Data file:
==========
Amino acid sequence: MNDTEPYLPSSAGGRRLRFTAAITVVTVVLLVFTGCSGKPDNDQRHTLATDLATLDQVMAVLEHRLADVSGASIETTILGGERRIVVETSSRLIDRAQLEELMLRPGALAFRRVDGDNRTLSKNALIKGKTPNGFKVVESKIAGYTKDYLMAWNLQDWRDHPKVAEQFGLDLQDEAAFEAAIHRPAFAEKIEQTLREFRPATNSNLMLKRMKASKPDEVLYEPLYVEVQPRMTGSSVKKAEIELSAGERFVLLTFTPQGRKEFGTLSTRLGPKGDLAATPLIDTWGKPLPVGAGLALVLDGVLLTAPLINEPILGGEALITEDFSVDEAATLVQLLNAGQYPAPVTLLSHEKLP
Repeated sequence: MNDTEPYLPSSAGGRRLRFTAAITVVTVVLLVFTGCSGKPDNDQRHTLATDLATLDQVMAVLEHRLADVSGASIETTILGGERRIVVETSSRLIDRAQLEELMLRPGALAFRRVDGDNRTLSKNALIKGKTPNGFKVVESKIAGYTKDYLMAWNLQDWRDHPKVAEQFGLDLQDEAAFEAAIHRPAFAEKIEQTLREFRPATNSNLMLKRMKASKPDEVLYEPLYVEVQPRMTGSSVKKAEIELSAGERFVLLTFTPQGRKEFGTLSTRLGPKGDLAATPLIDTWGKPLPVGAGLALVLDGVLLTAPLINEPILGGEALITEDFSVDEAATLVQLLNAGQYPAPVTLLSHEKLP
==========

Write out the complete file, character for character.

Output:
Amino acid sequence: MNDTEPYLPSSAGGRRLRFTAAITVVTVVLLVFTGCSGKPDNDQRHTLATDLATLDQVMAVLEHRLADVSGASIETTILGGERRIVVETSSRLIDRAQLEELMLRPGALAFRRVDGDNRTLSKNALIKGKTPNGFKVVESKIAGYTKDYLMAWNLQDWRDHPKVAEQFGLDLQDEAAFEAAIHRPAFAEKIEQTLREFRPATNSNLMLKRMKASKPDEVLYEPLYVEVQPRMTGSSVKKAEIELSAGERFVLLTFTPQGRKEFGTLSTRLGPKGDLAATPLIDTWGKPLPVGAGLALVLDGVLLTAPLINEPILGGEALITEDFSVDEAATLVQLLNAGQYPAPVTLLSHEKLP
Repeated sequence: MNDTEPYLPSSAGGRRLRFTAAITVVTVVLLVFTGCSGKPDNDQRHTLATDLATLDQVMAVLEHRLADVSGASIETTILGGERRIVVETSSRLIDRAQLEELMLRPGALAFRRVDGDNRTLSKNALIKGKTPNGFKVVESKIAGYTKDYLMAWNLQDWRDHPKVAEQFGLDLQDEAAFEAAIHRPAFAEKIEQTLREFRPATNSNLMLKRMKASKPDEVLYEPLYVEVQPRMTGSSVKKAEIELSAGERFVLLTFTPQGRKEFGTLSTRLGPKGDLAATPLIDTWGKPLPVGAGLALVLDGVLLTAPLINEPILGGEALITEDFSVDEAATLVQLLNAGQYPAPVTLLSHEKLP